I will develop qualitative methodological tools to investigate some of the most pressing issues relating to working-age social security benefits that have been exacerbated (or less often created) by the coronavirus pandemic.
The research programme is motivated by two major, interrelated, challenges: a) The policy challenges for the working-age social security system that have been revealed or exacerbated by the pandemic, with a particular focus on key groups, including: disabled claimants or those with a long-term health condition; claimants balancing paid and unpaid work; and in-work claimants in receipt of social security.
b) The methodological challenges for researchers brought about by physical and social distancing, and the wide-ranging socioeconomic aftereffects of the pandemic, with a particular focus on: the challenges of physical remoteness; lack of inclusive practices in existing methods; ongoing and increased time scarcity of some research participants; and the lack of participatory practices in existing methods.
The broad project phases are as follows.
Preparatory phase: Alongside a more standard process of literature review and methods preparation, I will carry out an explicitly cross-disciplinary learning exercise. Social policy research has much to learn from other areas and disciplines in terms of methods innovation.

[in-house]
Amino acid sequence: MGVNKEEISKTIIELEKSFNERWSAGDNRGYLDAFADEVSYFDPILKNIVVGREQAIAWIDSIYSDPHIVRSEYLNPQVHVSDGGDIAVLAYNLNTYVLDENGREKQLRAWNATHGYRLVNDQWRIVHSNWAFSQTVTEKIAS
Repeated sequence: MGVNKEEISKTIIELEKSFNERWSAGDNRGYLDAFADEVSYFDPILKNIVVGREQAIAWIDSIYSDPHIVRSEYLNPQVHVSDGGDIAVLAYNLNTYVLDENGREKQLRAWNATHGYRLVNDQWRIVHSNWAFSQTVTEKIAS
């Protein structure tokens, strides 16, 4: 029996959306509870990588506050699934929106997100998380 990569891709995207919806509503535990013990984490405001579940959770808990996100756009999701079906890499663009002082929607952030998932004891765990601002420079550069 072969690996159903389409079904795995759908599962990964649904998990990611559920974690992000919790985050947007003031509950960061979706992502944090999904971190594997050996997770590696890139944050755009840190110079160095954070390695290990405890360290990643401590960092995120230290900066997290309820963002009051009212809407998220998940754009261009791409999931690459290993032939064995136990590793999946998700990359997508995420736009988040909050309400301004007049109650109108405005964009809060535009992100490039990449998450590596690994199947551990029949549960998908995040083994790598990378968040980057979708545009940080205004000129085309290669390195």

Research strands 1 and 2: These strands are focused on developing improved and new qualitative methods tools to understand the functioning of the social security system and how it can be improved. Key topics will include: how aspects of conditionality are navigated, how income (in)adequacy is achieved, processes of assessment, communication within the system, and claimant control and ‘voice’ within the system.
Research strand 3: This strand of work sits across strands 1 and 2 and will prototype and implement participatory approaches within which strands 1 and 2 will be embedded, drawing on existing models of good practice, and spanning to consider every stage of the research process.